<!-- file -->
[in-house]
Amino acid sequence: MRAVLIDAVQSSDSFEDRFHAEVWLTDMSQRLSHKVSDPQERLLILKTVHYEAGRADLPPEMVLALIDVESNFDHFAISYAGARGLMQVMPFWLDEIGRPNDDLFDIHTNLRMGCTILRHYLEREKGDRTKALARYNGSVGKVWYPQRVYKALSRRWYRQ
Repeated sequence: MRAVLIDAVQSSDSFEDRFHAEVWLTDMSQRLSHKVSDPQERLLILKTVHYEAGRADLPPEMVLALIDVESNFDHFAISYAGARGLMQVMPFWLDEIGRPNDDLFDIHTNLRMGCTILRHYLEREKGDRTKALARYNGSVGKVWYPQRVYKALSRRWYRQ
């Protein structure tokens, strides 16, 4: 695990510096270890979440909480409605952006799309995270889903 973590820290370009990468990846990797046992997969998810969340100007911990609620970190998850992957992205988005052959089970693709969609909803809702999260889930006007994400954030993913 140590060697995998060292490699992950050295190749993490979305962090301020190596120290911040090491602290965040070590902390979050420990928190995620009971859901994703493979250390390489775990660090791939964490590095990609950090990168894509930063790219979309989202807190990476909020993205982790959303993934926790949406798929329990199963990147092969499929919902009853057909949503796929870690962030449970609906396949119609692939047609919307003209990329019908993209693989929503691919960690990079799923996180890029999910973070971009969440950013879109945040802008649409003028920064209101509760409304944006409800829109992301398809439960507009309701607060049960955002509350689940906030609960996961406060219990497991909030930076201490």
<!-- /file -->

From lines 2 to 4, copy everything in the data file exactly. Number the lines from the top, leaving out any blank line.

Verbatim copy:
Amino acid sequence: MRAVLIDAVQSSDSFEDRFHAEVWLTDMSQRLSHKVSDPQERLLILKTVHYEAGRADLPPEMVLALIDVESNFDHFAISYAGARGLMQVMPFWLDEIGRPNDDLFDIHTNLRMGCTILRHYLEREKGDRTKALARYNGSVGKVWYPQRVYKALSRRWYRQ
Repeated sequence: MRAVLIDAVQSSDSFEDRFHAEVWLTDMSQRLSHKVSDPQERLLILKTVHYEAGRADLPPEMVLALIDVESNFDHFAISYAGARGLMQVMPFWLDEIGRPNDDLFDIHTNLRMGCTILRHYLEREKGDRTKALARYNGSVGKVWYPQRVYKALSRRWYRQ
């Protein structure tokens, strides 16, 4: 695990510096270890979440909480409605952006799309995270889903 973590820290370009990468990846990797046992997969998810969340100007911990609620970190998850992957992205988005052959089970693709969609909803809702999260889930006007994400954030993913 140590060697995998060292490699992950050295190749993490979305962090301020190596120290911040090491602290965040070590902390979050420990928190995620009971859901994703493979250390390489775990660090791939964490590095990609950090990168894509930063790219979309989202807190990476909020993205982790959303993934926790949406798929329990199963990147092969499929919902009853057909949503796929870690962030449970609906396949119609692939047609919307003209990329019908993209693989929503691919960690990079799923996180890029999910973070971009969440950013879109945040802008649409003028920064209101509760409304944006409800829109992301398809439960507009309701607060049960955002509350689940906030609960996961406060219990497991909030930076201490």